Riding the Storm Out

tornadoDark skies loomed in the west as we drove home from camp yesterday. Halfway home, big drops hit the windshield and I switched the wipers from intermittent to fast. The radio was on and I heard the staccato attention signal of the Emergency Broadcast System. I looked at my radio, wondering why it wasn’t issuing a warning. Then I realized the attention signal was coming from my phone. (I know. I’m dating myself here.)

When we got to a red light, I grabbed my phone and looked at the alert. “Tornado Warning in your area,” it said, “Take shelter immediately.”

“Tornado? Shit,” I murmured. We were five minutes from home and I had workmen there waiting for a check. I kept driving. By the time we got home, dark skies cloaked the neighborhood. I gave my six-year-old daughter the house key and told her to get her little brother inside. The workmen were waiting in their truck at the end of my driveway. I went out to talk to them. read more

Getting back on the horse

imagebot (8)When we first got to Maryland, we couldn’t move into our house because we were waiting for our stuff. We stayed with a close friend on her horse farm for a week. Since then, my daughter’s been dying to ride a horse.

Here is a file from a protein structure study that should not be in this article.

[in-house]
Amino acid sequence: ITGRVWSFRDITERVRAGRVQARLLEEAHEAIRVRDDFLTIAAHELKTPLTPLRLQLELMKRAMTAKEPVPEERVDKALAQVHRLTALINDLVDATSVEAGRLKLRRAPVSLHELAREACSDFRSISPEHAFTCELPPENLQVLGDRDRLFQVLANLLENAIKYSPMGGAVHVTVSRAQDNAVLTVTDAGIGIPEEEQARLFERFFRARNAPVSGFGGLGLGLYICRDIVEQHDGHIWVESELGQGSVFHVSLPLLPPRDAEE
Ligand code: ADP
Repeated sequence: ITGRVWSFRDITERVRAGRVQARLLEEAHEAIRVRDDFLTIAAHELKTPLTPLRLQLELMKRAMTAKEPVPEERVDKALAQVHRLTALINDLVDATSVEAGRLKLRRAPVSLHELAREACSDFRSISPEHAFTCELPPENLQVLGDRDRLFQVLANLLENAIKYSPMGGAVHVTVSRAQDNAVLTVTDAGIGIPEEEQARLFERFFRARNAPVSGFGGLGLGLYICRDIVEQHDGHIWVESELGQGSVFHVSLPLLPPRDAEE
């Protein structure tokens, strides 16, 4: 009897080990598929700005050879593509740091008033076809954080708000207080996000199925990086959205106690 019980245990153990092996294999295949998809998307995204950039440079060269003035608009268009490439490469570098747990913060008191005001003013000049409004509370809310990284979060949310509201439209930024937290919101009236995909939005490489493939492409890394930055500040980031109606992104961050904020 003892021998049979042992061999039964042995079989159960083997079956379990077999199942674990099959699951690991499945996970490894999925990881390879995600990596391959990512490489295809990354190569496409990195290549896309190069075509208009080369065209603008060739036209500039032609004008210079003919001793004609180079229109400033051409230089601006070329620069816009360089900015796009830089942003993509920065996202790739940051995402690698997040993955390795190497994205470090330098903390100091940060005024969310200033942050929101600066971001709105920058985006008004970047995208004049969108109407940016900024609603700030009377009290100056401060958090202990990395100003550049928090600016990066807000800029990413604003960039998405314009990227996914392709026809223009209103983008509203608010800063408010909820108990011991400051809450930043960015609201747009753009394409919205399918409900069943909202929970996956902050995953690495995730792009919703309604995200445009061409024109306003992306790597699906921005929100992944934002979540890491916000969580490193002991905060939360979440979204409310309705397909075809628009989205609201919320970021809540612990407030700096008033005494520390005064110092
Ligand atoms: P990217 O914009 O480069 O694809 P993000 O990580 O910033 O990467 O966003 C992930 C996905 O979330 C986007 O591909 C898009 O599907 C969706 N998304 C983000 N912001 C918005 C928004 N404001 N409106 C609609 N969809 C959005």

My little girl took to the horses right away. Our friend, Elaine, let her come along to feed them, and my daughter couldn’t pet them enough. We couldn’t do a riding lesson while we were there because Elaine didn’t get home until dark, and when she did have time, the weather didn’t cooperate.

We moved out of Elaine’s a month ago and my daughter’s never stopped talking about the horses. So last week I asked Elaine for a riding lesson. We had a scheduling conflict so my daughter had to choose between a trip to her happy place — the American Girl store — and riding. I was shocked when she chose riding. She was psyched. On Saturday morning, we all went to Elaine’s to watch my daughter’s first lesson. read more

Some of all Fears

I’m terrified of bushes. Just the sight of a hedge makes me flit around, looking over my shoulder. Well maybe not so much anymore, but bushes, hedges and pine trees used to scare the leg warmers off me. Every time I passed one, on the other side of the road, of course, I shrunk up my body and got past the threatening landscape feature as fast as I could.

I can thank my mom for the fear of bushes. She always told me that the bushes were where bad people hid and one could jump out at me at any time. Walking around my manicured suburban neighborhood was hell. read more